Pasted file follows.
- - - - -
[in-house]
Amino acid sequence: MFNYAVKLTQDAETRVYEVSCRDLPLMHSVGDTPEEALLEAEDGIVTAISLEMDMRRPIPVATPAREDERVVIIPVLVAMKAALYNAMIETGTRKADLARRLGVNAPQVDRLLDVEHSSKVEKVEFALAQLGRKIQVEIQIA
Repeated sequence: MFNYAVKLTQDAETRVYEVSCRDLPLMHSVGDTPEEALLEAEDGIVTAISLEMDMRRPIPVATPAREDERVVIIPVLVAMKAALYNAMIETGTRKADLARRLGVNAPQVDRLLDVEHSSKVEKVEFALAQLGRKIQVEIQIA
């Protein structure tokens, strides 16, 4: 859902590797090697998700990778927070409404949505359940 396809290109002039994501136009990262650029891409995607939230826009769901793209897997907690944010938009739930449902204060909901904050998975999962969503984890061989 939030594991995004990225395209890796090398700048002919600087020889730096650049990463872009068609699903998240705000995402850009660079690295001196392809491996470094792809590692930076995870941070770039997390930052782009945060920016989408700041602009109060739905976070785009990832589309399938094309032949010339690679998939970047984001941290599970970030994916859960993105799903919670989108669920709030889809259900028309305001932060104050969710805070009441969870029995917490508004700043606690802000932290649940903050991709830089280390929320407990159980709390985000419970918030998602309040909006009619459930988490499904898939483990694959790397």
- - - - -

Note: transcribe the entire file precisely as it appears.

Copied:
[in-house]
Amino acid sequence: MFNYAVKLTQDAETRVYEVSCRDLPLMHSVGDTPEEALLEAEDGIVTAISLEMDMRRPIPVATPAREDERVVIIPVLVAMKAALYNAMIETGTRKADLARRLGVNAPQVDRLLDVEHSSKVEKVEFALAQLGRKIQVEIQIA
Repeated sequence: MFNYAVKLTQDAETRVYEVSCRDLPLMHSVGDTPEEALLEAEDGIVTAISLEMDMRRPIPVATPAREDERVVIIPVLVAMKAALYNAMIETGTRKADLARRLGVNAPQVDRLLDVEHSSKVEKVEFALAQLGRKIQVEIQIA
């Protein structure tokens, strides 16, 4: 859902590797090697998700990778927070409404949505359940 396809290109002039994501136009990262650029891409995607939230826009769901793209897997907690944010938009739930449902204060909901904050998975999962969503984890061989 939030594991995004990225395209890796090398700048002919600087020889730096650049990463872009068609699903998240705000995402850009660079690295001196392809491996470094792809590692930076995870941070770039997390930052782009945060920016989408700041602009109060739905976070785009990832589309399938094309032949010339690679998939970047984001941290599970970030994916859960993105799903919670989108669920709030889809259900028309305001932060104050969710805070009441969870029995917490508004700043606690802000932290649940903050991709830089280390929320407990159980709390985000419970918030998602309040909006009619459930988490499904898939483990694959790397």